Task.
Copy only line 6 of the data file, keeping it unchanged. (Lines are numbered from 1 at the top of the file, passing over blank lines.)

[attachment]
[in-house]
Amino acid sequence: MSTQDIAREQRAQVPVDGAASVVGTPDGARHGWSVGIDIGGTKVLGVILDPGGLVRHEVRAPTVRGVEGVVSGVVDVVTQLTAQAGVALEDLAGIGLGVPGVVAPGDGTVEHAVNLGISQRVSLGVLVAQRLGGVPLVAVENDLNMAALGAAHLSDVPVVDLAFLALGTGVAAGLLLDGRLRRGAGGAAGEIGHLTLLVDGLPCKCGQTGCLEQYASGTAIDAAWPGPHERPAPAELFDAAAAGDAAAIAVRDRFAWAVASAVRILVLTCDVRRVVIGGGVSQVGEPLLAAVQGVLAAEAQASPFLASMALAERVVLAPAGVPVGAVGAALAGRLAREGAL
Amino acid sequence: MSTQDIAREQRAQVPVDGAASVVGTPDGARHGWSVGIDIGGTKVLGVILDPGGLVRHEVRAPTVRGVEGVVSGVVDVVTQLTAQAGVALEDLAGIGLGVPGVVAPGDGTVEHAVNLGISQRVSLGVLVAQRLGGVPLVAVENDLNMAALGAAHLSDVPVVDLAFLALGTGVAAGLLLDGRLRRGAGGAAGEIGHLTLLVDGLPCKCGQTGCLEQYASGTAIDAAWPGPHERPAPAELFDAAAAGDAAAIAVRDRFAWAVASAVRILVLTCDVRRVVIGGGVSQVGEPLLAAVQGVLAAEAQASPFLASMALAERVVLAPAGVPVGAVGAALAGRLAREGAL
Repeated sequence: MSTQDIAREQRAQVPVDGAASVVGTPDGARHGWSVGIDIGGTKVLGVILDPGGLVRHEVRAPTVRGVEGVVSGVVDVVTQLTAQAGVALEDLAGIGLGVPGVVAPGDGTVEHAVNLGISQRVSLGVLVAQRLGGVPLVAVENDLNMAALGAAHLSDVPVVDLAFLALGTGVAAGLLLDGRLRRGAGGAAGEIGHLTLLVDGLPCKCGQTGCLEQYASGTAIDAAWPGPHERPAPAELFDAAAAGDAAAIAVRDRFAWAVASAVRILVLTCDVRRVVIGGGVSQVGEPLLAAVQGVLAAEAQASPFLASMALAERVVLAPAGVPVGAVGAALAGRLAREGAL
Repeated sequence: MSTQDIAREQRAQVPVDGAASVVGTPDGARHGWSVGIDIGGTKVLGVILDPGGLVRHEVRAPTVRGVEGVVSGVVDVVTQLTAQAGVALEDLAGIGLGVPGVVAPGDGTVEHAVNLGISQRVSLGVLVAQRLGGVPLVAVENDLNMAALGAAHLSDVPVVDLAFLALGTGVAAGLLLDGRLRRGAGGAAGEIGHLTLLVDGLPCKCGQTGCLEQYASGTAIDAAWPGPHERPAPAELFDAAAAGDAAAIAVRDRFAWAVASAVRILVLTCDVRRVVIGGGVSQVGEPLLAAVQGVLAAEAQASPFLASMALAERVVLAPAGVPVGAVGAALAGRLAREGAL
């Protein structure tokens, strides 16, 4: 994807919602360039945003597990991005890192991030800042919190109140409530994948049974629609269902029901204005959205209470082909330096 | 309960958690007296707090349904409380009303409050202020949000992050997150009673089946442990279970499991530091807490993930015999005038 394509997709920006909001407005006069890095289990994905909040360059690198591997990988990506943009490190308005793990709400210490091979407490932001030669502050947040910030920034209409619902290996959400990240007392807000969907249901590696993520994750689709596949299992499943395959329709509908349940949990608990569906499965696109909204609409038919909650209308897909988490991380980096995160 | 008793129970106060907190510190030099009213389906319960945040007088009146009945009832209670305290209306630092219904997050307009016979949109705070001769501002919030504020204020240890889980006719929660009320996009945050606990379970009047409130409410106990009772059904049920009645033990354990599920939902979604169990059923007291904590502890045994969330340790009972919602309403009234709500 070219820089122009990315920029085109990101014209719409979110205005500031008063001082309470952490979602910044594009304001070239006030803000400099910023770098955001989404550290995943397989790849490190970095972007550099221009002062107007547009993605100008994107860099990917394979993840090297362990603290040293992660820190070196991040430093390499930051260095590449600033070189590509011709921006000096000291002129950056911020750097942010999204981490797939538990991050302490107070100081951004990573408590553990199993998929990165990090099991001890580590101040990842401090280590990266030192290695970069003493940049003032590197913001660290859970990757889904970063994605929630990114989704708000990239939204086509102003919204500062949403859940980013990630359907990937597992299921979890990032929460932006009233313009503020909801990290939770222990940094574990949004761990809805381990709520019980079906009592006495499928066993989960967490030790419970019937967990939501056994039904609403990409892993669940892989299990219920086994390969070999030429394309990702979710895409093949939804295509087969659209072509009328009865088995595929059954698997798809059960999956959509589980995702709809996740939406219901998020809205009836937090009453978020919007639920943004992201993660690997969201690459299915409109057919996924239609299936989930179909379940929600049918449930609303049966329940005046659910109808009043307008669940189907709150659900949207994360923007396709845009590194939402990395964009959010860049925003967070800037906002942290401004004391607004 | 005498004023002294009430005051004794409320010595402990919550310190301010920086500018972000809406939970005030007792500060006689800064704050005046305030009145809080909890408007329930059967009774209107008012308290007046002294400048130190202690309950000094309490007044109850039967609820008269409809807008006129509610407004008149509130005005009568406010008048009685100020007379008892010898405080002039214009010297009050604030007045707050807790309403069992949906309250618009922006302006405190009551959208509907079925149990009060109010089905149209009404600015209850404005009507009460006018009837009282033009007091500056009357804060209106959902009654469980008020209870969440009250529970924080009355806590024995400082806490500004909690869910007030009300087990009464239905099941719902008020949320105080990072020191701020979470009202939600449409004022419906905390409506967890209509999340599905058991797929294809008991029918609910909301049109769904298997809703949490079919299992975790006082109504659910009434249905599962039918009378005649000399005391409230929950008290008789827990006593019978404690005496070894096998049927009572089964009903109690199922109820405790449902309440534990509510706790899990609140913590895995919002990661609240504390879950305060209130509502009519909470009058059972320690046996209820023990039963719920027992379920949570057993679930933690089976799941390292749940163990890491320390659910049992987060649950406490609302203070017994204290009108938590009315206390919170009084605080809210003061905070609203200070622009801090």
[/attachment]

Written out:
């Protein structure tokens, strides 16, 4: 994807919602360039945003597990991005890192991030800042919190109140409530994948049974629609269902029901204005959205209470082909330096 | 309960958690007296707090349904409380009303409050202020949000992050997150009673089946442990279970499991530091807490993930015999005038 394509997709920006909001407005006069890095289990994905909040360059690198591997990988990506943009490190308005793990709400210490091979407490932001030669502050947040910030920034209409619902290996959400990240007392807000969907249901590696993520994750689709596949299992499943395959329709509908349940949990608990569906499965696109909204609409038919909650209308897909988490991380980096995160 | 008793129970106060907190510190030099009213389906319960945040007088009146009945009832209670305290209306630092219904997050307009016979949109705070001769501002919030504020204020240890889980006719929660009320996009945050606990379970009047409130409410106990009772059904049920009645033990354990599920939902979604169990059923007291904590502890045994969330340790009972919602309403009234709500 070219820089122009990315920029085109990101014209719409979110205005500031008063001082309470952490979602910044594009304001070239006030803000400099910023770098955001989404550290995943397989790849490190970095972007550099221009002062107007547009993605100008994107860099990917394979993840090297362990603290040293992660820190070196991040430093390499930051260095590449600033070189590509011709921006000096000291002129950056911020750097942010999204981490797939538990991050302490107070100081951004990573408590553990199993998929990165990090099991001890580590101040990842401090280590990266030192290695970069003493940049003032590197913001660290859970990757889904970063994605929630990114989704708000990239939204086509102003919204500062949403859940980013990630359907990937597992299921979890990032929460932006009233313009503020909801990290939770222990940094574990949004761990809805381990709520019980079906009592006495499928066993989960967490030790419970019937967990939501056994039904609403990409892993669940892989299990219920086994390969070999030429394309990702979710895409093949939804295509087969659209072509009328009865088995595929059954698997798809059960999956959509589980995702709809996740939406219901998020809205009836937090009453978020919007639920943004992201993660690997969201690459299915409109057919996924239609299936989930179909379940929600049918449930609303049966329940005046659910109808009043307008669940189907709150659900949207994360923007396709845009590194939402990395964009959010860049925003967070800037906002942290401004004391607004 | 005498004023002294009430005051004794409320010595402990919550310190301010920086500018972000809406939970005030007792500060006689800064704050005046305030009145809080909890408007329930059967009774209107008012308290007046002294400048130190202690309950000094309490007044109850039967609820008269409809807008006129509610407004008149509130005005009568406010008048009685100020007379008892010898405080002039214009010297009050604030007045707050807790309403069992949906309250618009922006302006405190009551959208509907079925149990009060109010089905149209009404600015209850404005009507009460006018009837009282033009007091500056009357804060209106959902009654469980008020209870969440009250529970924080009355806590024995400082806490500004909690869910007030009300087990009464239905099941719902008020949320105080990072020191701020979470009202939600449409004022419906905390409506967890209509999340599905058991797929294809008991029918609910909301049109769904298997809703949490079919299992975790006082109504659910009434249905599962039918009378005649000399005391409230929950008290008789827990006593019978404690005496070894096998049927009572089964009903109690199922109820405790449902309440534990509510706790899990609140913590895995919002990661609240504390879950305060209130509502009519909470009058059972320690046996209820023990039963719920027992379920949570057993679930933690089976799941390292749940163990890491320390659910049992987060649950406490609302203070017994204290009108938590009315206390919170009084605080809210003061905070609203200070622009801090």